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Publication numberUS3839596 A
Publication typeGrant
Publication dateOct 1, 1974
Filing dateMay 7, 1973
Priority dateMay 7, 1973
Publication numberUS 3839596 A, US 3839596A, US-A-3839596, US3839596 A, US3839596A
InventorsGlover D
Original AssigneeAmp Inc
Export CitationBiBTeX, EndNote, RefMan
External Links: USPTO, USPTO Assignment, Espacenet
Flexible airtight stranded wire
US 3839596 A
Abstract
The disclosure relates to a flexible airtight stranded wire for electrical interconnection between chambers wherein it is necessary that gases do not travel between chambers. The wire is formed from standard stranded wire, a short length of stranded or unstranded wire is tightly wound around one section of the wire and the wound length of wire is soldered to the stranded wire the solder passing into and entirely across the stranded wire to provide a gas tight seal therethrough. The soldered wire is then placed in a mold and stretched whereupon insulation is molded thereon, the area over the wound length of wire and solder having a greater cross-section than the remainder of the wire. The wire is secured in a bulkhead, the insulation making an airtight seal therewith.
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Description  (OCR text may contain errors)

United States Patent 1 1 Glover FLEXIBLE AIRTIGHT STRANDED WIRE [75] Inventor: Douglas Wade Glover, Harrisburg,

[21] App]. No.: 357,970

[52] U.S. Cl. 174/152 R, 174/23 R [51] lint. Ci. H0111) 117/26, l-l0lb 7/00 [58] Field of Search 174/18, 20, 22 R, 23 R, 174/65 R, 151,152 R [56] References Cited UNITED STATES PATENTS 658,192 9/1900 Sutter 174/23 R X 1,267,832 5/1918 Wilkinson 174/23 R 1,788,485 1/1931 Gunderson 174/152 R UX 1,956,357 4/1934 Leib 174/152 R 2,563,829 8/1951 Fitzgerald et a1. 174/23 R 2,624,286 1/1953 Smith 174/23 R 2,890,268 6/1959 Berry 174/23 R X 2,898,396 8/1959 Watson 174/23 R X Primary Examiner-Laramie E. Askin Attorney, Agent, or Firm-Gerald K. Kim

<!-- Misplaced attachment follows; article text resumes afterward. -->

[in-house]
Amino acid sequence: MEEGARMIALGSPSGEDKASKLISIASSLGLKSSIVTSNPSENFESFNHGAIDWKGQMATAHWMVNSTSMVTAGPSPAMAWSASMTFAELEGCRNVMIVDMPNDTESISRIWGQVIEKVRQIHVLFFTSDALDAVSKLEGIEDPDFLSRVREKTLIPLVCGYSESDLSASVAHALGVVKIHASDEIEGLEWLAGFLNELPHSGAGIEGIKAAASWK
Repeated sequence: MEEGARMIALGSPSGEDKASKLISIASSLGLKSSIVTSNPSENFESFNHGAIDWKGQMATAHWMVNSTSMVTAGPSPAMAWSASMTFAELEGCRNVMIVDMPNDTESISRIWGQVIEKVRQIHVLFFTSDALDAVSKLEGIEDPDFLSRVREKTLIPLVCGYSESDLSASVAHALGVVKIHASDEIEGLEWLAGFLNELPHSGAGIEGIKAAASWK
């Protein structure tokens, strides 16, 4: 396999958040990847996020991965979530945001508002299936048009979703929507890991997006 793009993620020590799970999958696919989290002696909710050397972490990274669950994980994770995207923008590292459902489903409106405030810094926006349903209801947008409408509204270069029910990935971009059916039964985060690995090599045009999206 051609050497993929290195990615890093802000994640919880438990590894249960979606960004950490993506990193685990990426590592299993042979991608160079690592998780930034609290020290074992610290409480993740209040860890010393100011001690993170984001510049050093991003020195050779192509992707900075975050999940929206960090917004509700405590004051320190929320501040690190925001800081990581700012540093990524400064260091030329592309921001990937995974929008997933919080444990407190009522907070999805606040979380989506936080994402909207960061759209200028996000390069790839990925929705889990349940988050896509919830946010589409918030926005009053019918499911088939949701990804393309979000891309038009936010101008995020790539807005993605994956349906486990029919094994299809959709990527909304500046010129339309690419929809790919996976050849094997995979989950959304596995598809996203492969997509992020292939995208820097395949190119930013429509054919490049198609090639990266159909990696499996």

[57] ABSTRACT The disclosure relates to a flexible airtight stranded wire for electrical interconnection between chambers wherein it is necessary that gases do not travel between chambers. The wire is formed from standard stranded wire, a short length of stranded or unstranded wire is tightly wound around one section of the wire and the wound length of wire is soldered to the stranded wire the solder passing into and entirely across the stranded wire to provide a gas tight seal therethrough. The soldered wire is then placed in a mold and stretched whereupon insulation is molded thereon, the area over the wound length of wire and solder having a greater cross-section than the remainder of the wire. The wire is secured in a bulkhead, the insulation making an airtight seal therewith.

9 Claims, 7 Drawing Figures 1 FLEXIBLE AIRTIGHT STRANDED WIRE This invention relates to a flexible airtight stranded wire and, more specifically, to a flexible electrical wire capable of passing between two chambers while providing an airtight seal between chambers both around and through the wire.